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In this issue:
SLAC Public Lecture on the First Star in the Universe
Safety Today: NIH Offers Health Vodcasts
Regulations for Making International Shipments

SLAC Today

Tuesday - April 29, 2008

SLAC Public Lecture on the First Star in the Universe

(Poster for Public Lecture)
Image courtesy of SLAC InfoMedia.

What was the first thing in the universea black hole or a star? How did it form? Even our biggest and best telescopes cannot tell us. Direct calculation with supercomputers, however, can. The first luminous objects in the universe were very massive stars shining one million times as brightly as our sun. They died quickly and seeded the cosmos with the chemical elements necessary for life. One star at a time, galaxies started to assemble just one hundred million years after the Big Bang, and they are still growing now.

In tonight's public lecture, the Kavli Institute for Particle Astrophysics and Cosmology's Tom Abel will use the latest computer animations of early star formation, supernovae explosions, and the buildup of the first galaxies to take you on a fascinating journey through the early universe. The lecture takes place at 7:30 p.m. in the Panofsky Auditorium.  All are invited to attend.  Learn more...

(Column - Safety Today)

National Institute of Health Offers Vodcasts

Want to see and hear about the latest research that can affect your health? The National Institute of Health (NIH) now offers weekly radio shows and podcasts. Or watch i on NIH, the new monthly half-hour video podcast—or vodcast—that brings you the latest news about medical research. To find these, check out the new Multimedia Gallery on the NIH website.

This month's vodcast features the 2008 Red Dress Fashion Show, an update on alcohol abuse and alcoholism, and an i-to-Eye interview with the National Library of Medicine's Julia Royall about an innovative African malaria tutorial.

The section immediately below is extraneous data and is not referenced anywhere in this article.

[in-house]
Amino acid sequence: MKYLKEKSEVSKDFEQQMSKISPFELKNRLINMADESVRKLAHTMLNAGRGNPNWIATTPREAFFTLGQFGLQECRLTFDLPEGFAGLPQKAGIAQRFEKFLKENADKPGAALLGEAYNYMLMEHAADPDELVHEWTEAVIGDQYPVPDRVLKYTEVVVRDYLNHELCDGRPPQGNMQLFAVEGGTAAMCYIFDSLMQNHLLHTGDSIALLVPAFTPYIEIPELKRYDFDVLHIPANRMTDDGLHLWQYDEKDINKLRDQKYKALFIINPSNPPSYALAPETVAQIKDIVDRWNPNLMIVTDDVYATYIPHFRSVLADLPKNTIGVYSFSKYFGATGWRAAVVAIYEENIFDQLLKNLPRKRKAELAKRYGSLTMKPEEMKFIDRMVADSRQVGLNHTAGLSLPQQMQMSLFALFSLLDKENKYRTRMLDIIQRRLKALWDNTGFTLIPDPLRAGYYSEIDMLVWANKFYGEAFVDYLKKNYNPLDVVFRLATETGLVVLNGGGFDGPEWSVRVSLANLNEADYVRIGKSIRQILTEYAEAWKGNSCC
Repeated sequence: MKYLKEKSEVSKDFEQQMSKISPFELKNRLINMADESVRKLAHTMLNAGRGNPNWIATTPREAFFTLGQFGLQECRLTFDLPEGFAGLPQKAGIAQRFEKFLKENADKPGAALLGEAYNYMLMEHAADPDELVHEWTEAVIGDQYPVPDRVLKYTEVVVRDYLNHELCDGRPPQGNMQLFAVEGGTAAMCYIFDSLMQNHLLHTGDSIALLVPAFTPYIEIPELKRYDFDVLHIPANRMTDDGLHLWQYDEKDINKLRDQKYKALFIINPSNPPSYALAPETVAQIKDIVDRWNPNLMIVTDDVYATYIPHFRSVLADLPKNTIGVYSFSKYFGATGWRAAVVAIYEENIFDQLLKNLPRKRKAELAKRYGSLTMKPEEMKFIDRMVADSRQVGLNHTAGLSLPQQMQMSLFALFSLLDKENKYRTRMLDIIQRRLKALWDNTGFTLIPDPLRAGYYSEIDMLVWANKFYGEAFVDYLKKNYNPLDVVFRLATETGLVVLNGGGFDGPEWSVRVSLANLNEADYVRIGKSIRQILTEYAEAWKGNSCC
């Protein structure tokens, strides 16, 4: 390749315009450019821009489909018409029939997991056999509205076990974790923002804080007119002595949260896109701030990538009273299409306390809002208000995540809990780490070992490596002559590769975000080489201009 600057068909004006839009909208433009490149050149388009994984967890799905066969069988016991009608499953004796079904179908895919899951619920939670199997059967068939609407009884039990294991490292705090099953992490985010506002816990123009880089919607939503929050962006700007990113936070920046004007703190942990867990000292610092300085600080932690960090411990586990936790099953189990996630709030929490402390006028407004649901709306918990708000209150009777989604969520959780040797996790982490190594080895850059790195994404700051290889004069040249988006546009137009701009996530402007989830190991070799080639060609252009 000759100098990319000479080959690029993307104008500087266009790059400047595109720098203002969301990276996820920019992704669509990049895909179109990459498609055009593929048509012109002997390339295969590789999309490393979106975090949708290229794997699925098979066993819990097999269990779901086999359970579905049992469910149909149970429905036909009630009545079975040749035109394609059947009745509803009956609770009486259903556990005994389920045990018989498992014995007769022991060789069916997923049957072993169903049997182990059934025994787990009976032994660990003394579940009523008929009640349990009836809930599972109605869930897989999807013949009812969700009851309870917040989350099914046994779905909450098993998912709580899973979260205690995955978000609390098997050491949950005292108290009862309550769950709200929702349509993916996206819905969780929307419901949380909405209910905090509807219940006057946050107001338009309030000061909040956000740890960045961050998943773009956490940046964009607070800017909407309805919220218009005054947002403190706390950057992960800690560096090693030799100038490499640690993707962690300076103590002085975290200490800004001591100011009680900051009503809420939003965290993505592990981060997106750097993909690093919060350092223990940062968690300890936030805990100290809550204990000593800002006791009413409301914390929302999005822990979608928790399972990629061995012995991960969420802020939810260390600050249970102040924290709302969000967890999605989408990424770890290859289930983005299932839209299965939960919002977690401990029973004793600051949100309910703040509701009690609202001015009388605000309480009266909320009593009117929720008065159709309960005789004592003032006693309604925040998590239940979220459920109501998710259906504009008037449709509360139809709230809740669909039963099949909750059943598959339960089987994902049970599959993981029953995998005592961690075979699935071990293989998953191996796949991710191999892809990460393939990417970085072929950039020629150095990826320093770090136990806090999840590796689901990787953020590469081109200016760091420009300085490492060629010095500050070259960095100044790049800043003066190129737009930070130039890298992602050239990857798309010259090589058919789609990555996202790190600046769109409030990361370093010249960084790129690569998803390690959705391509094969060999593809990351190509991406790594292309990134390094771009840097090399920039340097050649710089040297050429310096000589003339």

A new 30-minute vodcast will appear on the NIH's website each month. Each episode seeks to inform viewers about health research topics important to individuals and the nation.

View i on NIH...

Regulations for Making International Shipments

All of SLAC's international shipments are required by federal regulations to undergo an export control process before leaving the site. This process includes classifying the items to determine if they require a special export license and running the names of the individual and institution to which the shipment is addressed through an export compliance screening program.

"Even though none of SLAC's work is classified because of the principle of openness in research, it's required that we follow Federal laws and regulations about exporting materials to other countries," said User Support and Records Manager Pamela Elliott.

In order to allow adequate time for the User Support group to properly classify and screen shipments, all SLAC employees and users are advised to allow 48 hours from submitting their shipper to final approval by User Support.

"More complicated shipments may require more time for screening, but we strive to keep the turn-around time as close to 48 hours as possible," Elliott said. User Support encourages the SLAC community to call for more information regarding this process.

Pamela Elliott and User Support can be reached at x4342.


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